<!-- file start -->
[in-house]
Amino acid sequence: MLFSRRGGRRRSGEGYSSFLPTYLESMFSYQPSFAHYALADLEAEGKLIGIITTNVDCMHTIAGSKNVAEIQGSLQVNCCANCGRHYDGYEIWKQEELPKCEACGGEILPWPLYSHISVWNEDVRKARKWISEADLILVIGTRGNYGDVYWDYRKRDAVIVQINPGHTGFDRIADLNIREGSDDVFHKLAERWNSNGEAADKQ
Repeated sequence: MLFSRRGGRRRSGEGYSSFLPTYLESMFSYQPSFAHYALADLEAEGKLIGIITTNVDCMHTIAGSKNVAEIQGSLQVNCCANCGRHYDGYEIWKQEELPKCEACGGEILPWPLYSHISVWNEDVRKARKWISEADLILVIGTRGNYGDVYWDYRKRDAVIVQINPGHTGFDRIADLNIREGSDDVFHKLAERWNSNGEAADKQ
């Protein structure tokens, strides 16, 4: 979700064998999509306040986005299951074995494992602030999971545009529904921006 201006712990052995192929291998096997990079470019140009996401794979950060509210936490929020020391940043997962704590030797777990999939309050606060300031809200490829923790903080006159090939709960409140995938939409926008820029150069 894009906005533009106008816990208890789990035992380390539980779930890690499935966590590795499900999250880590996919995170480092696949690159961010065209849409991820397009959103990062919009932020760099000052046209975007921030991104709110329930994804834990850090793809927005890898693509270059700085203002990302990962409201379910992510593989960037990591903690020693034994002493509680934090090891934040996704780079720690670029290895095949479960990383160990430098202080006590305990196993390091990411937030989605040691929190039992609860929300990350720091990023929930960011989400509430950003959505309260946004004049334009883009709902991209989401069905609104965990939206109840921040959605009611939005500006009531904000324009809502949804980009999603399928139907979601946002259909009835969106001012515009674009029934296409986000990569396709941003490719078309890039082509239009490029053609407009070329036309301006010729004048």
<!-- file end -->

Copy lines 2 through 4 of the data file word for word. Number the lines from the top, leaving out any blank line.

Amino acid sequence: MLFSRRGGRRRSGEGYSSFLPTYLESMFSYQPSFAHYALADLEAEGKLIGIITTNVDCMHTIAGSKNVAEIQGSLQVNCCANCGRHYDGYEIWKQEELPKCEACGGEILPWPLYSHISVWNEDVRKARKWISEADLILVIGTRGNYGDVYWDYRKRDAVIVQINPGHTGFDRIADLNIREGSDDVFHKLAERWNSNGEAADKQ
Repeated sequence: MLFSRRGGRRRSGEGYSSFLPTYLESMFSYQPSFAHYALADLEAEGKLIGIITTNVDCMHTIAGSKNVAEIQGSLQVNCCANCGRHYDGYEIWKQEELPKCEACGGEILPWPLYSHISVWNEDVRKARKWISEADLILVIGTRGNYGDVYWDYRKRDAVIVQINPGHTGFDRIADLNIREGSDDVFHKLAERWNSNGEAADKQ
């Protein structure tokens, strides 16, 4: 979700064998999509306040986005299951074995494992602030999971545009529904921006 201006712990052995192929291998096997990079470019140009996401794979950060509210936490929020020391940043997962704590030797777990999939309050606060300031809200490829923790903080006159090939709960409140995938939409926008820029150069 894009906005533009106008816990208890789990035992380390539980779930890690499935966590590795499900999250880590996919995170480092696949690159961010065209849409991820397009959103990062919009932020760099000052046209975007921030991104709110329930994804834990850090793809927005890898693509270059700085203002990302990962409201379910992510593989960037990591903690020693034994002493509680934090090891934040996704780079720690670029290895095949479960990383160990430098202080006590305990196993390091990411937030989605040691929190039992609860929300990350720091990023929930960011989400509430950003959505309260946004004049334009883009709902991209989401069905609104965990939206109840921040959605009611939005500006009531904000324009809502949804980009999603399928139907979601946002259909009835969106001012515009674009029934296409986000990569396709941003490719078309890039082509239009490029053609407009070329036309301006010729004048």